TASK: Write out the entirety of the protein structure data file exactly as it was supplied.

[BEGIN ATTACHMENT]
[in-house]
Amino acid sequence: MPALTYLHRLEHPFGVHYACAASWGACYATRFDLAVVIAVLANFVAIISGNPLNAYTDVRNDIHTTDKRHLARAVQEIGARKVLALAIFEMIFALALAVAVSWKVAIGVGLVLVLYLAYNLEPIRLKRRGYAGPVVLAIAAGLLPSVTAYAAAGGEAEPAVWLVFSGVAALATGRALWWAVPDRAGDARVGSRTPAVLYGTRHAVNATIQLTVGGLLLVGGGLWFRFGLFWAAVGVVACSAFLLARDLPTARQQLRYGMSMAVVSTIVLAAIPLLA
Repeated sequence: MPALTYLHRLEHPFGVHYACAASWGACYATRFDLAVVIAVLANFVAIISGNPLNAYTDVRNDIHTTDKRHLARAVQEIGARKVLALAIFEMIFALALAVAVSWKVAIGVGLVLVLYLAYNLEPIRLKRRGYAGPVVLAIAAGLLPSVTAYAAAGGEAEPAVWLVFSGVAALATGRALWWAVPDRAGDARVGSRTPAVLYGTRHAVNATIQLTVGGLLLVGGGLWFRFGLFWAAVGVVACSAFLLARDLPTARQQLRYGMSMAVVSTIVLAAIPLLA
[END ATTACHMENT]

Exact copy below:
[in-house]
Amino acid sequence: MPALTYLHRLEHPFGVHYACAASWGACYATRFDLAVVIAVLANFVAIISGNPLNAYTDVRNDIHTTDKRHLARAVQEIGARKVLALAIFEMIFALALAVAVSWKVAIGVGLVLVLYLAYNLEPIRLKRRGYAGPVVLAIAAGLLPSVTAYAAAGGEAEPAVWLVFSGVAALATGRALWWAVPDRAGDARVGSRTPAVLYGTRHAVNATIQLTVGGLLLVGGGLWFRFGLFWAAVGVVACSAFLLARDLPTARQQLRYGMSMAVVSTIVLAAIPLLA
Repeated sequence: MPALTYLHRLEHPFGVHYACAASWGACYATRFDLAVVIAVLANFVAIISGNPLNAYTDVRNDIHTTDKRHLARAVQEIGARKVLALAIFEMIFALALAVAVSWKVAIGVGLVLVLYLAYNLEPIRLKRRGYAGPVVLAIAAGLLPSVTAYAAAGGEAEPAVWLVFSGVAALATGRALWWAVPDRAGDARVGSRTPAVLYGTRHAVNATIQLTVGGLLLVGGGLWFRFGLFWAAVGVVACSAFLLARDLPTARQQLRYGMSMAVVSTIVLAAIPLLA